So which nifty little item commonly used in healthcare is most likely to carry nasty boogies from one sick patient to another?
Why, the stethoscope, of course. Ask practically anybody in a lab coat (which incidentally also carries ten tons of cooties) and you’ll get the quick answer that – just like grubby doctor hands – stethoscopes can – and do – transmit millions of invisible critters, all over the hospital, every damned minute of the day.
So according to a recent study, how many doctors do you suppose bother to clean their stethoscopes between patients?
Not a one. And that fact was determined to be true even after educational intervention was instituted, about how essential stethoscope hygiene actually is, in preventing infections.
So a big fat “zero” number of doctors bother to wipe their stethoscopes with antiseptic pads between patient encounters, according to a study published in this month’s issue of the American Journal of Infection Control.
The investigation team – staffed by MDs from Yale University School of Medicine and the V/A in West Haven Connecticut – reported they already suspected the results would be poor.
But they were outright stunned to discover NO doctors were disinfecting their stethoscopes. After all, the Centers for Disease Control guidelines mandate that reusable medical equipment must undergo disinfection between patients. That’s called a law with no teeth.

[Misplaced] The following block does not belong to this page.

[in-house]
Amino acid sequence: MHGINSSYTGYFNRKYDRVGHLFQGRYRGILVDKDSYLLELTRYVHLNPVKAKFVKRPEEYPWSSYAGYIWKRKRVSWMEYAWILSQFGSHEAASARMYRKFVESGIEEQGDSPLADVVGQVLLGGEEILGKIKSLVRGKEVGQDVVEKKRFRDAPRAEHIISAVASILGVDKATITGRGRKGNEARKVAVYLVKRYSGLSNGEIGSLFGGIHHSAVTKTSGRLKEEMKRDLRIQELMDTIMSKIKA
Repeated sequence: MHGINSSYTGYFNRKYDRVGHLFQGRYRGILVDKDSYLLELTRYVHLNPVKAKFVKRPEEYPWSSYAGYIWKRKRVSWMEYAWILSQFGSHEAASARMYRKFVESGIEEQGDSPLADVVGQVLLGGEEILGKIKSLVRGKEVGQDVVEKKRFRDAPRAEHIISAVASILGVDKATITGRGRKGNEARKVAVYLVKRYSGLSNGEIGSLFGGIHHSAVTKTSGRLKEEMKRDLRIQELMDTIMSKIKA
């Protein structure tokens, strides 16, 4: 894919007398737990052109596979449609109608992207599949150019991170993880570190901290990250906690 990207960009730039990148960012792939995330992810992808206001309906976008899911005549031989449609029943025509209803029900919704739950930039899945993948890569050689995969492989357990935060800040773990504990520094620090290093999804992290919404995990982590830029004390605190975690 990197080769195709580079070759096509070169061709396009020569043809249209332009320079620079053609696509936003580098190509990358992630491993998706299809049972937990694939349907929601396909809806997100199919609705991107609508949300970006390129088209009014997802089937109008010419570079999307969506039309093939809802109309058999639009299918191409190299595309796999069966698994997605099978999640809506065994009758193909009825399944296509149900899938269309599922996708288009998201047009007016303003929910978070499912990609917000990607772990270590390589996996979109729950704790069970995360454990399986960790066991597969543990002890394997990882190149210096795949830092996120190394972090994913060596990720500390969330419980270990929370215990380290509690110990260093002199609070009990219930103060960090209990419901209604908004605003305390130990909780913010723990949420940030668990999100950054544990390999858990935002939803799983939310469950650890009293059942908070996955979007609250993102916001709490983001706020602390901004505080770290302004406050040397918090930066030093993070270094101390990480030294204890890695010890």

So physicians resist obeying the rules. Who knew?
The rotten study findings were especially confounding to the organizers, because second-year med students are taught early on, the importance of compliance, as one step of several that evaluate history & physical performance competency.
“Stethoscopes are used repeatedly throughout the work shift and become contaminated after patient contact. They must be treated as potential germ transmitters. Failing to disinfect stethoscopes can constitute a serious patient safety issue similar to ignoring hand hygiene.” (APIC President Linda Greene, RN)
A recent Swiss study found that stethoscopes were capable of transmitting lethally resistant bacteria, including methicillin-resistant Staphylococcus aureus (MRSA). Pathogens cultured from stethoscopes include Staphylococcus aureus, Pseudomonas aeruginosa, Clostridium difficile and vancomycin-resistant enterococci.
The doctors underwent a quality improvement project in which they were supposed to follow standard hygiene, using alcohol swabs or disinfectant wipes, at a teaching hospital. Most of them washed their hands. No one bothered with stethoscope cleanliness.
At the mid-point in the study, the investigators stepped in and reiterated the importance of stethoscope hygiene between patient encounters. They underscored the safe practices expectation, that the physicians follow proper protocols. It didn’t matter what they were taught, the doctors in a real-time, real-patient environment, simply refused to clean their stethoscopes.
Hand hygiene rates were lower than anticipated, 58% initially and 63% post-intervention, which was not statistically significant. Stethoscope hygiene never occurred during the 128 initial and 41 post intervention observations (see Table 1)
|Before (performed)||After (performed)||P value|
|Hand Hygiene||73/126 (58%)||29/46 (63%)||0.55|
|Stethoscope Hygiene||0/128 (0%)||0/41 (0%)|
The authors ended the study by stating that the project demonstrates routine education may not be the answer to the problem of stubborn doctors, and stronger efforts may be necessary to change the careless culture and careless habits.
To which we at Medical Miscreants say, “No shit, Sherlock.”